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Raspberry Pi - Quick Start Guide for LAMP
Just incase anyone else gets one and wants to know what to do - i'm gonna jott my notes here (I'm making a LAMP box).

Step 0 - Buying Stuff

The Pi does not come with flash card & power - i decided to go with the following:

http://www.amazon.co.uk/Kingston-Tech...B004TS1IFK - Kingston Technology 32GB Full Size SDHC Class 10 Flash Card
http://www.amazon.co.uk/Nokia-AC-10X-...B007W3F6CA - Nokia AC-10X Micro USB Charger for Nokia Lumia 710 (5v 1500ma)

You need a micro usb charger (not mini usb) that does 5v and at least 750ma
In regards to the SD card, the debian image requires a card of at least 2GB, if you get a bigger one make sure you have a SDHC card reader etc.

You'll also need a HDMI cable (and ethernet cable)

I found the Pi to be very picky about power and SD cards (2 old ones i had didnt work), there is a list of tested cards & power supplies however:

http://elinux.org/RPi_VerifiedPeriphe...s#SD_cards - the amazon card i linked above is on this list.

Step 1 - flashing the card:

First, i downloaded Win32 Disk Imager: http://www.softpedia.com/get/CD-DVD-T...ager.shtml
Second, i downloaded the Debian “squeeze” image: http://www.raspberrypi.org/downloads & extracted the img file

I then wrote the image onto the SD card using Win32 Disk Imager:


I then inserted the card into the pi, plugged in the hdmi, keyboard & power:


Step 2 - Logging in and testing GUI:

Logged in with the default debian squeeze credentials: (i'll change this password later - Step 6)

Username: pi
Password: raspberry

Once at the standard linux prompt "pi@raspberrypi:~$" - type the following to start the GUI:


after 10 seconds or so you should be in the GUI.

This is probably the last time i'll ever use the gui *facedesk*


Step 3 - Connecting (and enabling) via SSH:

I prefer to keep the pi in another room with no keyboard & mouse, i'll controll it using SSH (via putty)
  1. Shutdown the pi
  2. Attached a network cable (miles easier that wifi at this stage)
  3. Booted & logged back in
  4. sudo bash
  5. ssh-keygen -t rsa
  6. sudo mv /boot/boot_enable_ssh.rc /boot/boot.rc

Next, i get the IP using:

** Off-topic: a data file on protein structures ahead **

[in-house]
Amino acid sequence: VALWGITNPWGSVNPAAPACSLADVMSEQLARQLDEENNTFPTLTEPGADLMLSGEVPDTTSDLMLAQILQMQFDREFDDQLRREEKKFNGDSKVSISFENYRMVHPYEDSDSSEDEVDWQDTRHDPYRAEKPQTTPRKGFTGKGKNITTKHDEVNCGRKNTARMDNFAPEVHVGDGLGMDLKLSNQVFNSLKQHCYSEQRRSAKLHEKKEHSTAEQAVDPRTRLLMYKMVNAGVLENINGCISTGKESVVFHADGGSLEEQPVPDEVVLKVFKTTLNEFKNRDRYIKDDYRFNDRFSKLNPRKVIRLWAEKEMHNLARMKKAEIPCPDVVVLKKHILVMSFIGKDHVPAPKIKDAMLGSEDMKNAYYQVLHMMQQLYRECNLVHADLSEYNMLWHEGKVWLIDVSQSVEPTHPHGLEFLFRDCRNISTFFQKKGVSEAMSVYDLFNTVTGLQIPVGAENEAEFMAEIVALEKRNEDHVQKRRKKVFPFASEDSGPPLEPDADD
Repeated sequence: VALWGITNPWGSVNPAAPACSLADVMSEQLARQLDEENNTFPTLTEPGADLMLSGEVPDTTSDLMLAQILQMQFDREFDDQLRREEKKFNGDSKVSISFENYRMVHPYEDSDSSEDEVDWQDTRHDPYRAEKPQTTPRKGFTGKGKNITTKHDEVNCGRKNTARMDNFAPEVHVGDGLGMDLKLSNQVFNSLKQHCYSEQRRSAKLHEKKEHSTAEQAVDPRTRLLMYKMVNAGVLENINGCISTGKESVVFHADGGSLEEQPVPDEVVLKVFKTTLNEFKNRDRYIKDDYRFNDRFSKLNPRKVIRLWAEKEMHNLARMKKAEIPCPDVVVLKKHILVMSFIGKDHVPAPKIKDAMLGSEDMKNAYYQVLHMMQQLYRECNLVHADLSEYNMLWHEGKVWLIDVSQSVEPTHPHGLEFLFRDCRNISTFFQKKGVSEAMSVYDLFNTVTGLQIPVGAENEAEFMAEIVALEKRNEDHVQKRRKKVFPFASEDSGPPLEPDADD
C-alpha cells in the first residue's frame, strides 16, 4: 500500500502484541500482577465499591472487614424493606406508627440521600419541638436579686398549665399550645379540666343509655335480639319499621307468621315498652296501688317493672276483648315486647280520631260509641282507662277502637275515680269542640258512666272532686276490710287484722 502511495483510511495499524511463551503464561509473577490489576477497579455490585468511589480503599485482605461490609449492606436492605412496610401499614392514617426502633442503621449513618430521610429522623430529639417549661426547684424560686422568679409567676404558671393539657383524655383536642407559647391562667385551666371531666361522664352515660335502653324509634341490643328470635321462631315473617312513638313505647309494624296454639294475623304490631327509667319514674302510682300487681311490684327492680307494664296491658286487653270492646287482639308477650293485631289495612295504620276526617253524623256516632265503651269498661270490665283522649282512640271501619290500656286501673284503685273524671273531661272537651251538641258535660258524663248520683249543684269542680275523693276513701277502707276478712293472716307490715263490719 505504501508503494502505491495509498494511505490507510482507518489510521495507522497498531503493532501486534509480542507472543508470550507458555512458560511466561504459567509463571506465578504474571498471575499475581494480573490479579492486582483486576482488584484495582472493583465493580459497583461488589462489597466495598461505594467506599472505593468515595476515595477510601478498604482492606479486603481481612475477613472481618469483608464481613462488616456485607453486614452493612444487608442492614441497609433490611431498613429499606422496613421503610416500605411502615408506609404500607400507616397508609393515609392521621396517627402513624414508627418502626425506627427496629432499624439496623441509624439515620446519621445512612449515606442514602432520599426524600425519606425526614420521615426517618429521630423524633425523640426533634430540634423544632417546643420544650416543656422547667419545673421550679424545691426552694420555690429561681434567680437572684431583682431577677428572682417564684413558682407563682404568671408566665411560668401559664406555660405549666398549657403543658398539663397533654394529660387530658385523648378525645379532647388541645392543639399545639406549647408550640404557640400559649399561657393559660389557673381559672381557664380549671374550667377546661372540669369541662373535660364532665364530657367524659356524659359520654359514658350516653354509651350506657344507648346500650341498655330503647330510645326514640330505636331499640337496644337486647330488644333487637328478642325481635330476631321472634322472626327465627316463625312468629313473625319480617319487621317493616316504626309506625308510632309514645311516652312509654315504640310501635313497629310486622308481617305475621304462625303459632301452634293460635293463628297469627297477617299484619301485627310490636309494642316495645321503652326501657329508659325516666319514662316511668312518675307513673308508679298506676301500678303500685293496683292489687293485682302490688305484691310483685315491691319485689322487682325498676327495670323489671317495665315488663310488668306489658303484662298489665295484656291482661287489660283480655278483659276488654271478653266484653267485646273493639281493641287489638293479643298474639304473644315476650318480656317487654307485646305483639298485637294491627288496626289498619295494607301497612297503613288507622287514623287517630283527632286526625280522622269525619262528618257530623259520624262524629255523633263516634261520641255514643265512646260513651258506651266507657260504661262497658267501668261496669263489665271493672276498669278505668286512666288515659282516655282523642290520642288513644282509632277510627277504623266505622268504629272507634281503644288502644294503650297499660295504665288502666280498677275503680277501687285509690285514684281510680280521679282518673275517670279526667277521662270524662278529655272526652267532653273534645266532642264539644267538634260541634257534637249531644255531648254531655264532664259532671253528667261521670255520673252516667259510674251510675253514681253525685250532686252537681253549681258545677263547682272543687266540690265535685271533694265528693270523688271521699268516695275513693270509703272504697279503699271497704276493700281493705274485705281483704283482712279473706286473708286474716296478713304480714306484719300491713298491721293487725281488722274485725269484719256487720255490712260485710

ifconfig -a

Then, over on the windows PC i connect using Putty (Download: http://www.chiark.greenend.org.uk/~sg...nload.html)


Step 4 - Setting static IP

I dont want the pi to get a DHCP address as this could change, so we configure the pi to use a static IP:

  1. cd /etc/network (Change dir)
  2. ls -l (Note: interfaces)
  3. more interfaces (opens the file, note the DHCP setting on the ethernet line
  4. sudo nano interfaces (opens the file in an editor)
  5. use arrow keys to put your cursor at dhcp and replace with the word static
  6. add the following lines underneath (making sure to use the IP it's currently using - see step 3.4)


  1. Hit Ctrl+X to exit, when prompted to save hit Y then Enter to confirm the filename
  2. Repeat step 3 to double check everything saved OK
  3. reboot the box (sudo reboot)

Step 5 - Changing hostname

I have a naming convention on my network (so i can easily spot unknown devices - so to change the hostname:

  1. sudo nano /etc/hostname
  2. Change the hostname
  3. Hit Ctrl+X to exit, when prompted to save hit Y then Enter to confirm the filename
  4. sudo /etc/init.d/hostname.sh start
  5. hostname (just to confirm) (ignore the "Unable to resolve host xxx" message)
  6. sudo reboot (Wait for reboot then log back in)
  7. sudo nano /etc/hosts (to open the hosts file)
  8. replace instances of raspberrypi with your new hostname then save as usual

Step 6 - Changing Password

Always good to change default passwords!


Step 7 - Tidy up MOTD

When you login you get loads of crap about GNU licencing etc, to remove that (or change it) (whilst keeping the usefull version info etc):

sudo nano /etc/motd.tail

Edit as you like & save & close (Ctrl + X, Y Then Enter)

Step 8 - Backup PI

I then backed everything up that I've done so far (because next step risks breaking everything!)

  1. sudo shutdown now
  2. wait for Debian to confirm everything has stopped & entered single user mode
  3. power off the pi and remove card
  4. install card into PC
  5. start the "Win32 Disk Imager" software we used in step 1
  6. give the image path a name and select your card as the device
  7. click READ (this will take ages - infact, with a 32gb card i think it would have been quicker repeating steps 1-7 if something went wrong....)

Step 9 - Resize partition